Next, I turned on the electric fuel pump and the engine master—a guarded switch, one you definitely don’t want to bump against in flight. Jones pointed out the glow control light, which we checked on and then off. At that point, I engaged the starter, and it swung the prop through for a quick start. Once it was up and running, we went through the checks of the fadec backup battery, switching off the alternator and main battery in sequence to ensure the engine kept purring along. Red warning lights should illuminate at this point if anything’s amiss.
After the engine warmed up for a couple minutes, we also went through a check of the fadec and propeller adjustment. With the thrust lever at idle, I pressed the fadec test button to see if the indicators would come on and prop rpm would increase. Behind the scenes, the system is moving between its B component (or channel), with rpm decrease, and its A component, with another rise and fall in prop rpm to show the engagement of the prop control. It returns to idle on its own at the conclusion of a successful test. With one more run-up bringing the lever fully forward to check maximum rpm (at 94 percent power, it should be between 2,240 and 2,300 rpm), and then back to idle, we were assured of the engine’s readiness for flight.
With one more reassuring look to see that the alternator, battery and main bus switches were on, the rest of the checklist proceeded on course in a familiar way. The fuel-selector valve still allows for a left-right-off position, but the valve lever itself felt a little different in my hand; you have to lift out on a knob to slide it into the off position—a good safety feature when switching tanks is the norm. Frankly, we won’t have to use the selector quite as often, given the lower fuel burn as compared to traditionally powered Archers. Still, we could set a time-based reminder in the G1000 NXi in the panel to keep us on track.
Taxiing out on a busy day at Vero Beach, Florida, generally takes patience closely followed by decisive action. Jones manned the mic while I lined us up amidst the trainers from various schools taking advantage of the gorgeous spring day, still a couple weeks ahead of what would become a massive slowdown in flight training. None of us knew that was imminent, but I would love to be back in that conga line, regardless of how many gallons I burned waiting my turn for takeoff—which were not many in the DX.
We had a breezy day in Vero, but the DX handles the crosswind takeoff without much fuss. Jones had me keep full power in until we reached about 1,000 feet, and then I brought the single-lever fadec smoothly back to 75 percent power. Our climb rate met expectations on the just-warmer-than-average day; we were at ISA 4 degrees Celsius at our maneuvering altitude of 4,500 feet msl. After leveling off, we made a few runs in a racetrack to check the airplane’s speed and fuel flow.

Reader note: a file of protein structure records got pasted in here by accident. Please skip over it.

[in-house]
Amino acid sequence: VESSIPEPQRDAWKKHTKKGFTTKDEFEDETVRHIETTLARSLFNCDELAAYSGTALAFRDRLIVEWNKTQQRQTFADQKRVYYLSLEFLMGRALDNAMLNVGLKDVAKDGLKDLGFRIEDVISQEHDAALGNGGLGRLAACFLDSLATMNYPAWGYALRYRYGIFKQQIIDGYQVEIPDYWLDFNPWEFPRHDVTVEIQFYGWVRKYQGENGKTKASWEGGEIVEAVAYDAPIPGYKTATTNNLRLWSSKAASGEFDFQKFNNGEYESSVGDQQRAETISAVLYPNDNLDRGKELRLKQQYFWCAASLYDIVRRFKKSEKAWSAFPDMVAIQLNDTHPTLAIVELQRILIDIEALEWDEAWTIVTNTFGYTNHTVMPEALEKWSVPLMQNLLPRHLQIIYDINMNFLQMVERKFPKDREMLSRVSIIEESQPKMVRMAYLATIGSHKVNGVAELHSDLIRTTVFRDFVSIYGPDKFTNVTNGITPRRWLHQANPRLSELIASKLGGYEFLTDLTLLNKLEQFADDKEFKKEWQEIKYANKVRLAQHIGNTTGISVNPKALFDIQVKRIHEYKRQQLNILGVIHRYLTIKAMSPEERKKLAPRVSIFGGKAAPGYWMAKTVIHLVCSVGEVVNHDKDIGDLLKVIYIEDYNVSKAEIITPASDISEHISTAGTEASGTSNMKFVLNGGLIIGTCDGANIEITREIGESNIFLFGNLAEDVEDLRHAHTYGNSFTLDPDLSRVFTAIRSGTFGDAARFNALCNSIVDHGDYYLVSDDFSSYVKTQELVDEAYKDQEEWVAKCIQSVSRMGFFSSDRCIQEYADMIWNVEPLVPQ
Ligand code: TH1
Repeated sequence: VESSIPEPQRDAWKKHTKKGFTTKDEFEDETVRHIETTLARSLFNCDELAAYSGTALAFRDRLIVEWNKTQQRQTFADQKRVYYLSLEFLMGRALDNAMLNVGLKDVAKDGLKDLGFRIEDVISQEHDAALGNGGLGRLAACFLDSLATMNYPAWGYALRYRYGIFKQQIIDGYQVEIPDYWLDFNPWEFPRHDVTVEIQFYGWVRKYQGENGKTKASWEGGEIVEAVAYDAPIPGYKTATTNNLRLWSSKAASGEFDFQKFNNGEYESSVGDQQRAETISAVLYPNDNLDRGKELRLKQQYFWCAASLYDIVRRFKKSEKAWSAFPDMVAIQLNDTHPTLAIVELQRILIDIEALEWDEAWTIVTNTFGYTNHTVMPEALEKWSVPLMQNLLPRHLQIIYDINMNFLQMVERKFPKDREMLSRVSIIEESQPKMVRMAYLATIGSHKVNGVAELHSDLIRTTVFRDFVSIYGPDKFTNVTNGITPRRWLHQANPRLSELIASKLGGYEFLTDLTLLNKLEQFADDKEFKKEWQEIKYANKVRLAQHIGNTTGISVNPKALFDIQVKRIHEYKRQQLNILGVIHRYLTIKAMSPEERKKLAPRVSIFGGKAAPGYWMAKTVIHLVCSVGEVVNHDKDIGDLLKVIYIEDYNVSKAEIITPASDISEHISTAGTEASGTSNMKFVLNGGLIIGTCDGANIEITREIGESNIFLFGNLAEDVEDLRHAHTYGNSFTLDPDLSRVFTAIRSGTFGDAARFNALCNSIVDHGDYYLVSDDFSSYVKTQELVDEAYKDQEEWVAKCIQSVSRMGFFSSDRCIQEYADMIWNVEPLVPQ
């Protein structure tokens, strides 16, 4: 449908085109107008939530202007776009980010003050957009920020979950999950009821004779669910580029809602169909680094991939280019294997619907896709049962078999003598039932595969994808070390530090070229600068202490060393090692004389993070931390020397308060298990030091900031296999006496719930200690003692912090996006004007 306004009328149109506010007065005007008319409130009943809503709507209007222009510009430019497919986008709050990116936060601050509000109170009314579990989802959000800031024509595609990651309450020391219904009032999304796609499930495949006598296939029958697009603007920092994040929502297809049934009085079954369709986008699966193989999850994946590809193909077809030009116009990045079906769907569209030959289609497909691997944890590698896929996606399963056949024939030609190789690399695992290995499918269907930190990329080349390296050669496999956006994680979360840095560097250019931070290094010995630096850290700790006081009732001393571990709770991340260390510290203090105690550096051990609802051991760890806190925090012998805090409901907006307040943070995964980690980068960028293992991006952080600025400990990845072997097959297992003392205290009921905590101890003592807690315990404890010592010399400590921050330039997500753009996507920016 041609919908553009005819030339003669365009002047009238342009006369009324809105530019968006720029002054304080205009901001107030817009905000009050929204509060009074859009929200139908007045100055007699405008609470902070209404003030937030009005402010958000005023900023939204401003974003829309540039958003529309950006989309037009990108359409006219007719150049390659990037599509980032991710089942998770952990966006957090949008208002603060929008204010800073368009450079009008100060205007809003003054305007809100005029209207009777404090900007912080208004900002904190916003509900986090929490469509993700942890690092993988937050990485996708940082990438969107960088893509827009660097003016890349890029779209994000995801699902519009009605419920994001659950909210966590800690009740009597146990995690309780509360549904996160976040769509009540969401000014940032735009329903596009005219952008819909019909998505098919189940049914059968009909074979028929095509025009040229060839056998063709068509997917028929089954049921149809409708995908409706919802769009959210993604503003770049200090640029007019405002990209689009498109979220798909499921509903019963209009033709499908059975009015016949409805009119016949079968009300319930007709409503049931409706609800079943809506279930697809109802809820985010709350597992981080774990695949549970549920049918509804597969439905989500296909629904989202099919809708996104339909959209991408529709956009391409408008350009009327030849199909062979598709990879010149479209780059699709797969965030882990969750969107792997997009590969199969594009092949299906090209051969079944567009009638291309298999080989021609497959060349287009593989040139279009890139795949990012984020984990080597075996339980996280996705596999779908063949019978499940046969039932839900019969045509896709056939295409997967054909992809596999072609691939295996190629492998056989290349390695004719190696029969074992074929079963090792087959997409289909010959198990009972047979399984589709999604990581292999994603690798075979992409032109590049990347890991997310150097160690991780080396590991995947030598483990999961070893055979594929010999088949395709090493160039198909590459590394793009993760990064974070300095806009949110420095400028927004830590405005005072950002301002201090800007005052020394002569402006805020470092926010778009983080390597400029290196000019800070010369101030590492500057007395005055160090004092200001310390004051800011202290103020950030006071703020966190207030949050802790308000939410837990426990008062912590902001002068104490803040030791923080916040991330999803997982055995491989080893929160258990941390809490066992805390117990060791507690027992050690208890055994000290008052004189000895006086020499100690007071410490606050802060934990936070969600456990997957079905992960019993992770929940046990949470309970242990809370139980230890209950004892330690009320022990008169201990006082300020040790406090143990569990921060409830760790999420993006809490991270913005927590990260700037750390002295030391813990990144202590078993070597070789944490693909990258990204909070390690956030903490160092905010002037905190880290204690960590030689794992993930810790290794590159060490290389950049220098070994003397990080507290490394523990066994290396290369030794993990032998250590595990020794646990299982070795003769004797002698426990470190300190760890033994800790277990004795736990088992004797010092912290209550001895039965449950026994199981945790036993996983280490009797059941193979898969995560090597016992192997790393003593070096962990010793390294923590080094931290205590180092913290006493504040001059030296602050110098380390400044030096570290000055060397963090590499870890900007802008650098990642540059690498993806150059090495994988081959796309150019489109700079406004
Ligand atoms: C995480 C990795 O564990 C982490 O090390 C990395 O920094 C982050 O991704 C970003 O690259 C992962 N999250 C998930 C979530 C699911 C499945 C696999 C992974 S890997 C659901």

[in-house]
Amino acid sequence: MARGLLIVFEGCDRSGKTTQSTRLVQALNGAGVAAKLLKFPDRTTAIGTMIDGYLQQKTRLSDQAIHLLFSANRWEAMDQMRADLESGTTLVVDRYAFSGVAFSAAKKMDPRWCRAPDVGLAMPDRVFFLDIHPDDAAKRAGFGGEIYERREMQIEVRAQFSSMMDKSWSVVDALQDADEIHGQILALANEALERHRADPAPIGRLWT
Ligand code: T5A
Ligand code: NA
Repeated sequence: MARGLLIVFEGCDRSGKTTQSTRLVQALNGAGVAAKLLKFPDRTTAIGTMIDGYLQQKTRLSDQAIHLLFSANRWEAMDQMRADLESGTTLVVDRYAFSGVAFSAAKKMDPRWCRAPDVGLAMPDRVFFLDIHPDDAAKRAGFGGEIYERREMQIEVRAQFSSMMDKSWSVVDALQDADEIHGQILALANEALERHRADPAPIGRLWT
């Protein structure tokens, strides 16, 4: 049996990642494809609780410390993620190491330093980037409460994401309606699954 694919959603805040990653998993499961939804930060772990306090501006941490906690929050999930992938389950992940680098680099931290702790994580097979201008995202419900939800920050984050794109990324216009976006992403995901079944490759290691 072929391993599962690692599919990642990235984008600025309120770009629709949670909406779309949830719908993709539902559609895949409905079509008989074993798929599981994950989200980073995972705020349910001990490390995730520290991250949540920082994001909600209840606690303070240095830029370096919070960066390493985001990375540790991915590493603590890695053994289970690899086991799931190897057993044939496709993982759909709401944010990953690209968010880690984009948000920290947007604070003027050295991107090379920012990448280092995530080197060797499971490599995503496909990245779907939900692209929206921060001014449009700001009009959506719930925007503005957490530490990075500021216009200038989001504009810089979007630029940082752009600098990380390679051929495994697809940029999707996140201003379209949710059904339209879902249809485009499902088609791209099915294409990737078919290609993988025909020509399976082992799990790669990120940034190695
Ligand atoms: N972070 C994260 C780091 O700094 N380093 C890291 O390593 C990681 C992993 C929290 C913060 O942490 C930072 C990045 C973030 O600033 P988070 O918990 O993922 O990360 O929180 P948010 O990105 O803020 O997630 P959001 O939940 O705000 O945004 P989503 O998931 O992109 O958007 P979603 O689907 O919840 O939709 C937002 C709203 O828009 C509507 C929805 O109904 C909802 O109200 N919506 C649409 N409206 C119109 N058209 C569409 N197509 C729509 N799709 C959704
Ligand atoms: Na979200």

Cruising at more than 75 percent power (about 2,030 rpm) is not recommended—and that’s good advice for long engine life whether it’s running on 100LL or jet-A. You’d get a few more knots of speed from cruising at what the POH calls the “percent load” of 90 or 100, but the fuel burn shoots up to just under 9 gph, and you lose the key advantage of the engine-airframe combination—its endurance—without much payoff and increased stress on the engine itself.
With our main goal being to try out the engine’s performance and operational differences, we didn’t spend a lot of time on airwork; the wing is the same as on the Lycoming-powered Archer TX, as is the aircraft’s max gross weight. I checked on those handling characteristics by pulling back the power lever for slow flight and engaging the manual flaps using the familiar lever between the seats. We gently mushed around the sky a bit as I turned and then went into a power-off stall, at roughly the book speed of 45 knots. Anyone transitioning from another PA-28-181 of pretty much any vintage since the mid-’80s will feel right at home. The airplane really has good low-speed habits, with no surprises.
The odor of the jet fuel is one difference, though, to become accustomed to, but I figure that’s because we’re used to avgas, which is another acquired taste. The whiff—like a passerby’s transient drift of cologne—came to me at points throughout the flight, but my registration of it faded away as we flew.